1. C. Structural modification by placing the hydroxy groups at positions 3 and 5 of the phenyl ring has resulted in compounds that are not substrates for COMT, resulting in lower rates of metabolism and enhanced oral bioavailability compared to catecholamines.
2. C. a-Adrenoceptors mediate contraction of the radial muscle of the iris. The shortening of the radial muscle cells opens the pupil. Phentolamine blocks a-adrenoceptors, allowing parasympathetic nerves innervating the sphincter muscle to take over. This leads to a less opposed contraction of the sphincter muscle induced by transmitter acetylcholine and a constriction of the pupil or miosis.
3. D. A small dose of epinephrine (0.1 ^g/kg) given by intravenous route may cause the blood pressure to fall, decreasing peripheral resistance. The depressor effect of small doses is due to greater sensitivity to epinephrine of vasodilator ^-adrenoceptors than of constrictor a-adrenoceptors and a dominant action on ^-adrenoceptors of vessels in skeletal muscle. Consequently, diastolic blood pressure usually falls. The mean blood pressure in general, however, is not greatly elevated. The compensatory barore-ceptor reflexes do not appreciably antagonize the direct cardiac actions.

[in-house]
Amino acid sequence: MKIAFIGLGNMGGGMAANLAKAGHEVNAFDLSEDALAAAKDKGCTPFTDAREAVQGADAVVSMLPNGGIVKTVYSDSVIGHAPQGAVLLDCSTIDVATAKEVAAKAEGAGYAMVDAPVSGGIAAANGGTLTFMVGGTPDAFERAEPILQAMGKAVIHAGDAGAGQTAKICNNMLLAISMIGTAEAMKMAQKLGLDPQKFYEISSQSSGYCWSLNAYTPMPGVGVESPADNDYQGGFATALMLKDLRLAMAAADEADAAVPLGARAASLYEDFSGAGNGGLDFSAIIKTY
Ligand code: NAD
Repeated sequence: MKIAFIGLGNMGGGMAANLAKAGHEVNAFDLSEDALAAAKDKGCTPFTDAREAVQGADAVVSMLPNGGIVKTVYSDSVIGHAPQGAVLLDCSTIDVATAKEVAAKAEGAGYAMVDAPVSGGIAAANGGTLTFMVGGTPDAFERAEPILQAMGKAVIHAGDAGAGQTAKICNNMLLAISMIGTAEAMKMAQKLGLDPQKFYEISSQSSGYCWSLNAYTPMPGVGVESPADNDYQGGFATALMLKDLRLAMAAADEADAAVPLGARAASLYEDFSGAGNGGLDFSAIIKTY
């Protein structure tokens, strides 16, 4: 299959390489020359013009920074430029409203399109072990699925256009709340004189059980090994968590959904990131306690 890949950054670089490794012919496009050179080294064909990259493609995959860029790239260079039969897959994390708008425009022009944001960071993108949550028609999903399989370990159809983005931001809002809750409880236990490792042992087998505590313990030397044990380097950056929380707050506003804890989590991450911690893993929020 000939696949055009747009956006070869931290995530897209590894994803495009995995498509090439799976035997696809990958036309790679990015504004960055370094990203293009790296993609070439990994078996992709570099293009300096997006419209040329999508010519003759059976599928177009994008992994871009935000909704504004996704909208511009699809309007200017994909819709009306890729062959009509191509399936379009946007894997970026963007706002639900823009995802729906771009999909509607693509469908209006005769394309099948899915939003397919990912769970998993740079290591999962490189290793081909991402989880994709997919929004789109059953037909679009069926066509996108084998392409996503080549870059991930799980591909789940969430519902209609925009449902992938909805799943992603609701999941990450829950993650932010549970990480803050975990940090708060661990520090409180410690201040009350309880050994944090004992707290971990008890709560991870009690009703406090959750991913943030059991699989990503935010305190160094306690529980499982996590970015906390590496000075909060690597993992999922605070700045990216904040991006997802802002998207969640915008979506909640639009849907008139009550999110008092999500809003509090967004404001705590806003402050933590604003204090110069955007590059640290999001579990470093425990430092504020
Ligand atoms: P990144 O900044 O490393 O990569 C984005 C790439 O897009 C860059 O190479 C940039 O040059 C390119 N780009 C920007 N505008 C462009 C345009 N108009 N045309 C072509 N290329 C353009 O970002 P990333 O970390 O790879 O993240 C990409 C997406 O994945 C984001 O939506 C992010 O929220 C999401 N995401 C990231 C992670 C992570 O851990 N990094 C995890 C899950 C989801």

4. C. Amphetamine is an indirectly acting adreno-mimetic amine that depends on the release of nor-epinephrine from noradrenergic nerves for its action. Thus, its effect depends on neuronal uptake (blocked by cocaine) to displace norepinephrine from the vesicles and the availability of norepineph-rine (depleted by reserpine). The substitution on the a-carbon atom blocks oxidation by monoamine oxidase. With no substitution on its benzene ring, amphetamine resists metabolism by COMT.
5. B. Phenylephrine is an ^-selective agonist. It causes an increase in peripheral vascular resistance. The major cardiovascular response to this drug is a rise in blood pressure associated with reflex bradycardia. The slowing of the heart rate is blocked by atropine.
Was this article helpful?